In December, Plum Creek Timber (PCL) cemented its position as one of the nation’s largest private landowners when the timber REIT paid more than $1 billion for a slew of assets from packaging giant MeadWestvaco (MWV), including 501,000 acres of timberlands in Alabama, Georgia, South Carolina, Virginia, and West Virginia.
“These timberlands have a long history of excellent forest management,” said Plum Creek CEO Rick Holley in a press release. “The high stocking levels and older age of the timberlands make them particularly attractive. These assets should integrate seamlessly into our existing timberlandownership in the Southeast and add to our presence in key markets. The West Virginia timberlands are contiguous with our high-value hardwood lands in the state.”
In addition to the timberland, Plum Creek also acquired mineral and wind assets as well as a 50 percent interest in joint ventures with MeadWestvaco consisting of 109,000 acres of high-value rural lands and development-quality lands near Charleston, South Carolina. The principal asset of the joint ventures is the 72,000-acre East Edisto tract just outside Charlotte, which MWV Community Development will continue to oversee. “We’re not developers,” Holley told The Post and Courier.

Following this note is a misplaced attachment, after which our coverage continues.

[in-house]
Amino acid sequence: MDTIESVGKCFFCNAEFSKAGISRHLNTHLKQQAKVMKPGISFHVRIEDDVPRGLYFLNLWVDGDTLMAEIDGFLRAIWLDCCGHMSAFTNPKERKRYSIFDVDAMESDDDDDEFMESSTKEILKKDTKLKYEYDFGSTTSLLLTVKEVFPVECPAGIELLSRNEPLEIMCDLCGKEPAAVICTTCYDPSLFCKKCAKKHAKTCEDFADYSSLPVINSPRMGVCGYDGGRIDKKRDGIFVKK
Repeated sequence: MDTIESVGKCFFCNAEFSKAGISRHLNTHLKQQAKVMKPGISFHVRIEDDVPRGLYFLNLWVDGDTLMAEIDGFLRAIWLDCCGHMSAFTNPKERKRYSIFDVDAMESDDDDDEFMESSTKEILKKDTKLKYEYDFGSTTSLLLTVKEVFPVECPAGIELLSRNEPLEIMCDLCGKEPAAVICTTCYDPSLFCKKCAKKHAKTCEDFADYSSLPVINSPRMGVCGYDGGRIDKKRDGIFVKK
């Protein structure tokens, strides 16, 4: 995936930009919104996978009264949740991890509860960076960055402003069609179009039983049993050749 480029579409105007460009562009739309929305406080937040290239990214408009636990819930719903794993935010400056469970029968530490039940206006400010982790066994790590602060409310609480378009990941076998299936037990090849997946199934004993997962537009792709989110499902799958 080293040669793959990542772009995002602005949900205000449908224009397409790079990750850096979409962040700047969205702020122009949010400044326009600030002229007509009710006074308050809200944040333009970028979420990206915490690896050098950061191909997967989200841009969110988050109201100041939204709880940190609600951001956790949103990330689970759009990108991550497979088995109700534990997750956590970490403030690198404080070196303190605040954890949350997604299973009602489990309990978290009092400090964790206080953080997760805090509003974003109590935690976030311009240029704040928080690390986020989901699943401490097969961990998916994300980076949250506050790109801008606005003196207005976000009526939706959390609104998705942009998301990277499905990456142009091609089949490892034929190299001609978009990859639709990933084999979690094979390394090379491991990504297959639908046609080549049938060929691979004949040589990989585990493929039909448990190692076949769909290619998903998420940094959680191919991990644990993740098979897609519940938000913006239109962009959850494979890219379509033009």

The billion-dollar sale ranks as the largest land deal since John Malone’s purchase of more than one million acres of Maine and New Hampshire timberland in 2011 and was structured as follows: $869 million for the 501,000 acres of timberlands; $65 million for the subsurface and wind-power assets; and $152 million for a 50 percent interest in the joint ventures near Charleston. Plum Creek paid $226 million in cash and issued an $860 million installment note.